Arsene Wenger has revealed he holds no regrets about Arsenal’s move to the Emirates, even if it ultimately came at the expense of silverware and an inability to recreate the “special spirit” of Highbury.
Wenger’s 22-year association with the Gunners will come to an end when he leads his side out against Huddersfield on Sunday, but his time with the north London club has often been separated into two chapters – life at Highbury and life at the Emirates.
Prior to the switch in 2006, Arsenal had secured three league titles and four FA Cups since Wenger arrived, whereas in the time since the Gunners have managed just three FA Cups.
Despite the disparity, Wenger’s legacy at the club ensured he was pivotal in securing and leading the charge at the new 60,000-seater stadium, which the Frenchman concedes has restricted his spending power in the years since.
Although the need to pay for the new ground ensured a bid to secure more silverware hit a number of roadblocks, Wenger admitted it was a sacrifice he was willing to make.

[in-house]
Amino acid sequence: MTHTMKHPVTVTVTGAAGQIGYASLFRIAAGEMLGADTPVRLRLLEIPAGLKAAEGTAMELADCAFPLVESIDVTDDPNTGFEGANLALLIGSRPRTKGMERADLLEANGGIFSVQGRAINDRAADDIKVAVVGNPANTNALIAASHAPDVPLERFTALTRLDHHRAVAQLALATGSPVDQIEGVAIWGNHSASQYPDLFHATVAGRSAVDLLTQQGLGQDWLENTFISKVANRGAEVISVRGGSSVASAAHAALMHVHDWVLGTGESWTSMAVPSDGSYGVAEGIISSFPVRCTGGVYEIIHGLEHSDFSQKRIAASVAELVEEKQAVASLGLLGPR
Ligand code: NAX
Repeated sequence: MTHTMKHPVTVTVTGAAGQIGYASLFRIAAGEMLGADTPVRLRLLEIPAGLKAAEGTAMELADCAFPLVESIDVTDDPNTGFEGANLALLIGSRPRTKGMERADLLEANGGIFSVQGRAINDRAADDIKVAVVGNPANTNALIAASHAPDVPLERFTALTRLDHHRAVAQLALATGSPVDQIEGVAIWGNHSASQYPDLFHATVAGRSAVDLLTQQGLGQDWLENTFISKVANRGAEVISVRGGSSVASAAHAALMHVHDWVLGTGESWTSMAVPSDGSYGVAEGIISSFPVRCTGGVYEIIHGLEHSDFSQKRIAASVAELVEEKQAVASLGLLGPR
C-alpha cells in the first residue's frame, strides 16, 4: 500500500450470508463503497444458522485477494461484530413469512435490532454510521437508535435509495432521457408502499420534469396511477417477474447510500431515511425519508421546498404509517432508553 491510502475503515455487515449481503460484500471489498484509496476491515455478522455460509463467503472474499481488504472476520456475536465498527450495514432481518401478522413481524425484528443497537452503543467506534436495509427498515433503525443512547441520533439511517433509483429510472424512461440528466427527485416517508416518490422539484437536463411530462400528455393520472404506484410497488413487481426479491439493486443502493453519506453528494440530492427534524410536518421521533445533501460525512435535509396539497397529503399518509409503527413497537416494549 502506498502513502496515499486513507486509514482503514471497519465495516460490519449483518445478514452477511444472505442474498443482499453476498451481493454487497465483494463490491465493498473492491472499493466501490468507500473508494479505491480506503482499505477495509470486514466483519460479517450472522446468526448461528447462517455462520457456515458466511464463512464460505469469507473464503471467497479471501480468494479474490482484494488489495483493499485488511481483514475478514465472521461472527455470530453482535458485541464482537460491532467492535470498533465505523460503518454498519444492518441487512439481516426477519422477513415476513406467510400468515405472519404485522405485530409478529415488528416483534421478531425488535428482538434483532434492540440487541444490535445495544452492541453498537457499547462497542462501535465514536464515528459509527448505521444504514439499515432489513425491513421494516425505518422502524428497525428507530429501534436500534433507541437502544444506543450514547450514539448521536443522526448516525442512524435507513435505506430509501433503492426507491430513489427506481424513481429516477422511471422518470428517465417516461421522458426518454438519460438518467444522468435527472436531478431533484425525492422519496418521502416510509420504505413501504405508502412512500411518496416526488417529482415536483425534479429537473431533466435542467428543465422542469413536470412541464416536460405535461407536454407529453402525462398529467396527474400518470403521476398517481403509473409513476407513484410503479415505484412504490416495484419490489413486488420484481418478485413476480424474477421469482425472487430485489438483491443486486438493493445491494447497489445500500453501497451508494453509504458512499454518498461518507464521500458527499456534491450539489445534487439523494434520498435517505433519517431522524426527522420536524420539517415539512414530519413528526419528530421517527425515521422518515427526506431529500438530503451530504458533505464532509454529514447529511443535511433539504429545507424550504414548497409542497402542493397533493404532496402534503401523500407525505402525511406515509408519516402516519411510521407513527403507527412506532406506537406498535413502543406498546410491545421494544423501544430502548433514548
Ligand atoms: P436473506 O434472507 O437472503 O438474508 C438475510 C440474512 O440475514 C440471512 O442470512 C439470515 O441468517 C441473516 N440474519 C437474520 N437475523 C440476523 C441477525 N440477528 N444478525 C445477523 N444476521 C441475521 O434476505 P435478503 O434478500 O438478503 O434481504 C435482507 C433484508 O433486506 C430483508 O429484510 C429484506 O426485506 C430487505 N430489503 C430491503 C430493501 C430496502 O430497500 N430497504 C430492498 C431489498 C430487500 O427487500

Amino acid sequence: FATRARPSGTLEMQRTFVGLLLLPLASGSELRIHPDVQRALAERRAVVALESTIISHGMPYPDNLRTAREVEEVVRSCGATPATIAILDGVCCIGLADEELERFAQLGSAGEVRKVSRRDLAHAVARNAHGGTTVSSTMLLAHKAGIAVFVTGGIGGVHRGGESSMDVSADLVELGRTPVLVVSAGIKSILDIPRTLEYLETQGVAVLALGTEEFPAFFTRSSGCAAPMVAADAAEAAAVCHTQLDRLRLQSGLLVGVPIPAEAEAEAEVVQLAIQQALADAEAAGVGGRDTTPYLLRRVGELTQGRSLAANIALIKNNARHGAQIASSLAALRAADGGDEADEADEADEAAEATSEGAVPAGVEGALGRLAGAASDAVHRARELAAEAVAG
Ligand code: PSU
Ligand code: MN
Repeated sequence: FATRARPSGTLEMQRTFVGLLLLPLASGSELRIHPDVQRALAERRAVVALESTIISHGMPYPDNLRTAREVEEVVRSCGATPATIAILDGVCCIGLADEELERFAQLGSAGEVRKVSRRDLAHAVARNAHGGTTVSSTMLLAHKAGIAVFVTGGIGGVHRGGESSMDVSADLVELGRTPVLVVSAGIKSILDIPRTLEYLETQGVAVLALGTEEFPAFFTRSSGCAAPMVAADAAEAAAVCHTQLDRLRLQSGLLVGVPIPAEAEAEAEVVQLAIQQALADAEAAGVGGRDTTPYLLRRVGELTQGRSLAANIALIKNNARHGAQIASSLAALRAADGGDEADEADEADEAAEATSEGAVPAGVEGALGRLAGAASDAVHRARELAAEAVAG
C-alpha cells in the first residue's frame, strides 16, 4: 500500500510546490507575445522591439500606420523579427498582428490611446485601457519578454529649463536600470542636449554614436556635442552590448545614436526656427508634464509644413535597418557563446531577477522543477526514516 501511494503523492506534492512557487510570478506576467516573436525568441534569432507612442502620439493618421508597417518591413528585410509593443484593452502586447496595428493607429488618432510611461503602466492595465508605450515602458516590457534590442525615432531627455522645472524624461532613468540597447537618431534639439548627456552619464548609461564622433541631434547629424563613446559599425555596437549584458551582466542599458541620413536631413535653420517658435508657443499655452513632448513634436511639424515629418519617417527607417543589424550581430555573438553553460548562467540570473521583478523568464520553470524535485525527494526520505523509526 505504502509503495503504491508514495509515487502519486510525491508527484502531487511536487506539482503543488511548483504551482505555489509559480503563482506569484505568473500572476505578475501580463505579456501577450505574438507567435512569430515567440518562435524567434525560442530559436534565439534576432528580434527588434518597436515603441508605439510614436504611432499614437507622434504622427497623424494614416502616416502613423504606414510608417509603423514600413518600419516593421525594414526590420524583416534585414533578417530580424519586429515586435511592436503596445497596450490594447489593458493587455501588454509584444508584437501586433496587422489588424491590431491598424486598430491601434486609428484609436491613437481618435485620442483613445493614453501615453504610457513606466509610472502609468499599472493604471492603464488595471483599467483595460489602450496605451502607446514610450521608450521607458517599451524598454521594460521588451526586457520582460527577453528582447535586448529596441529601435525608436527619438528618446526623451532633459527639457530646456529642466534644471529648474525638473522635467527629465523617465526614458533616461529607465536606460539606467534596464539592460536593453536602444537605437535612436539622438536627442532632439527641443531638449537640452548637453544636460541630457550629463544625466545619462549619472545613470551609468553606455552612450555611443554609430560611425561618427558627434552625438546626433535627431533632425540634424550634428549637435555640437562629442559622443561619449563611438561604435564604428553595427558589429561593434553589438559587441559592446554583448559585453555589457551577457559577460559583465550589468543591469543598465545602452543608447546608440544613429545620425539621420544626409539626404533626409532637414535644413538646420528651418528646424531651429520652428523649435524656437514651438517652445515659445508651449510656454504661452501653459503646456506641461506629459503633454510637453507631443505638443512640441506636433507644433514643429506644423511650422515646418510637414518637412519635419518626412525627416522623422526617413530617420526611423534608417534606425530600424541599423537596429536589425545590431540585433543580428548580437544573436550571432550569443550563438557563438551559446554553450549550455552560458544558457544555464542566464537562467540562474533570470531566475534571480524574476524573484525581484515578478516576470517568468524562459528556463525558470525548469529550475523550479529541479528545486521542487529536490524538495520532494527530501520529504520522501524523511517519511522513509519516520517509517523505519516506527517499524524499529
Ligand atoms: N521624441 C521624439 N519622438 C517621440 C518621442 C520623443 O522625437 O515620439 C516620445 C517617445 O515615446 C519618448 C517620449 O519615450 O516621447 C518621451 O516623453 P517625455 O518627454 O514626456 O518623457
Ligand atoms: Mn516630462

“We had to do it. There is no club that can turn people who wanted to attend the game down. At the time I thought we were a bit too ambitious with 60,000 [capacity] but at the end of the day it worked,” Wenger said, via Sky Sports.
“It’s not really happened because other clubs have used outside resources. We had a double handicap. We had to pay back the debt and had to face the competition where clubs have even more resources than they usually have.
“I believe Highbury had a special spirit. It’s a cathedral, a church. You could smell the soul of every guy that played there. So it was special. It will always be special for me.
“The Emirates for me was like buying a new house. It took us a while to feel at home there. It’s a fantastic stadium – but there was something special at Highbury that you could never recreate when you build something new.
“I would say personally from 2006 to 2015 it was certainly the period where I needed to be the strongest and did the best job. I personally feel I did my best job in that period. Not the most glamorous maybe, but the most difficult.
“I signed for five years accepting it will be more limited resources. When you have that you have less good players,” he added.
Arsenal are no longer weighed down by doubt, but with Manchester City storming ahead with their transfer activity the Gunners continue to struggle to compete financially to build a charge towards the title for the first time since season 2003/04.